The Kingston A400 breathes a new lease of life into the entry-level SSD segment with the updated controller. And even the pricing is set to be competitive with the rest of the competition. Speaking of the competition, we have the WD Green 240 GB SSD, the ADATA SV620 and a SanDisk SSD Plus series. All of these drives have a similar setup on the inside except for some which do have a cache to help speed up sustained writes. As of now, the Kingston A400 has an advantage over the others in the category thanks to its controller. Which is why the extra 600 bucks that they’re charging seems worth the value.
- Impressive post conditioning performance
- Metal body
- Latency isn’t impressive
- No thermal pads
Kingston A400 SSD 240 GB: Detailed Review
Kingston has been on the flash memory scene for quite some time. Their product portfolio targets the entire gamut, from the entry-level devices to those aimed at the enthusiast crowd under their HyperX brand. The Kingston A400 which we are going to be looking at happens to fall into the previous category. It’s built for those who are yet to make a transition to SSDs from hard drives and need one without massive investment.
Here are the specifications of the Kingston A400 drive that we received.
|Kingston A400 SSD 240 GB Specifications|
|Interface||SATA III 6 GB/s|
|NAND||Toshiba 2D Planar 15nm TLC|
|RAM||DDR3L 1600 128 MB|
|Seq. Read Speed||500|
|Seq. Write Speed||350|
|Random Read IOPS||95,000 (Peak capability)|
|Random Write IOPS||85,000 (Peak capability)|
|Active Power Consumption||NA|
|Peak Power consumption (Read)||NA|
|Peak Power consumption (Write)||NA|
|Idle Power consumption||NA|
|MTTF||1 Mil Hrs|
|Cost per GB||Rs. 30.41|
Build and Design
The Kingston A400 comes packed in blister packaging. We didn’t find any accessories in our already open review unit, so no spacers for making the 7mm SSD fit snugly in 9mm caddies and no caddies either. We’ve seen both shipped along with Kingston’s HyperX drives. The entire external casing of the drive is made out of metal with the Kingston logo being a positive relief on the front side.
On the underside, there’s a small sticker with the SKU details mentioned.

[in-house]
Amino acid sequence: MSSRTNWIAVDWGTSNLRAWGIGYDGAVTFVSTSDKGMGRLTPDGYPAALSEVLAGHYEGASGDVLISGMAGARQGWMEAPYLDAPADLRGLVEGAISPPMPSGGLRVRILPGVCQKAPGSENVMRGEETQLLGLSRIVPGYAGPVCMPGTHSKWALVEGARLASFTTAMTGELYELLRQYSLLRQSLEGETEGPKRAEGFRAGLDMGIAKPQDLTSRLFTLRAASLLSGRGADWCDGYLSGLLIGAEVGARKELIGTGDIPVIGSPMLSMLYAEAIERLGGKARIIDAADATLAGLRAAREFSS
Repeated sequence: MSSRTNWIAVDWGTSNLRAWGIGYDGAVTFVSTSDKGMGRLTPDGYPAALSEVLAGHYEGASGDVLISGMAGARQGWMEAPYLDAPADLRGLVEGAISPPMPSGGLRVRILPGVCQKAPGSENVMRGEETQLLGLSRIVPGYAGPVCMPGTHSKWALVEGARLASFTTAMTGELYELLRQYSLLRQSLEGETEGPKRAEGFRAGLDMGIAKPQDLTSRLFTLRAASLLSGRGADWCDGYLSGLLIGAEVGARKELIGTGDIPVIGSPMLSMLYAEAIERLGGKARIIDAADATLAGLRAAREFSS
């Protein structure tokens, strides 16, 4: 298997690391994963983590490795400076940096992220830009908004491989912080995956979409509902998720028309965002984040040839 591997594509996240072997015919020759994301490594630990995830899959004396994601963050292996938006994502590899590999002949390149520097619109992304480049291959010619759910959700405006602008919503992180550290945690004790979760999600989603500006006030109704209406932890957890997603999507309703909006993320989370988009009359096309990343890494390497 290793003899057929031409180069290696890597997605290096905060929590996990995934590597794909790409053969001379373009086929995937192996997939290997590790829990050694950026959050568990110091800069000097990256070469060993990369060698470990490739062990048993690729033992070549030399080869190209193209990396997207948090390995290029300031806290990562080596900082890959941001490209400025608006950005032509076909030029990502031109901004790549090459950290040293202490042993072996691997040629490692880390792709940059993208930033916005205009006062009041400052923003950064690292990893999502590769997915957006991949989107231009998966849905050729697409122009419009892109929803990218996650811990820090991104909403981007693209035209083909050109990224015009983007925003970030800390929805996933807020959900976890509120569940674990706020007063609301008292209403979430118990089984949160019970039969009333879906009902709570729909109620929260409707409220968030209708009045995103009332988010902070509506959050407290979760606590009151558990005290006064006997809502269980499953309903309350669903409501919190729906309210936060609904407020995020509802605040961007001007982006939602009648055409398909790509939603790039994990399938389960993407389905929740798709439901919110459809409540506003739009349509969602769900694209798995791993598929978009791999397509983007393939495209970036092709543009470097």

Upon opening the unit up, we see that Kingston A400 has a half-sized PCB and the top has two Kingston NAND memory chips.
The underside has two additional NAND memory chips along with the controller. All of these chips seem to be rebranded by Kingston since Kingston themselves don’t manufacture memory. We don’t see any buffer since most entry-level products don’t feature them. The controller, i.e. the Kingston CP33238B is, in fact, a Phison PS3111-S11 which is soft or an upgrade to the all-rounder S10. However, the absence of a buffer will affect sustained data transfer which we will see later in the benchmarks.
The NAND memory chips are labelled Kingston FB64B08UCT1-00 which happen to be manufactured by Toshiba. Since Kingston purchases the entire wafers from Toshiba, they have a greater level of control over the quality of what goes into their products. The memory is Toshiba 15nm TLC. We also noticed an LM75 temperature sensor at a distance from the SoC and there was no thermal pad on the SoC.
The Phison PS3111-S11 is a single-core SSD controller with support for 2-channels and 16 CE. It can do a maximum of 95K IOPS on random read and 85K IOPS on random write. However, that’s for the reference design with all channels populated and with the maximum number of NAND chips slapped on. Since we’re not looking at a similar design, the IOPS should be a bit lower than what the controller is specced out for. It’s built on a 40nm process and the Vcore is set to 1.1V. While the operating voltage is quite low, the 40nm process would mean that the controller should get toasty at peak load.
The Kingston A400 has a very standard design with a Phison PS3111-S11 at its core. The use of a power-efficient DRAM-less SoC is sufficient for us to come back to our initial assessment that this SSD is built for the entry-level market. Aside from the absence of a thermal pad on the SoC (which would only be needed in rare situations), we see nothing out of the ordinary with the internals.
As usual, we run a round of synthetic tests prior to conditioning the drives. CrystalDiskMark produced 547 MB/s on sequential read and 522 MB/s on sequential write. 4KQD32 read and write speeds were at 391 MBps and 358 MBps.
We then moved on to conditioning the SSD to achieve steady state. Post conditioning, sequential speeds dropped to roughly 343 MBps which is better than some entry level TLC SSDs that we’ve tested.
SSD performance isn’t just about pure read speeds or write speeds anymore. All new controllers are quite capable of handling synthetic loads quite easily leading to metrics which aren’t indicative of real-world performance. So we’re going to have a look at latency timings for each operation across varying queue depths.
We can see that the Phison PS3111-S11 doesn’t match up to Marvell’s entry-level controllers which are quite expected. However, since these are entry-level SSDs, we doubt that the folks going in for these drives are concerned with latency timings.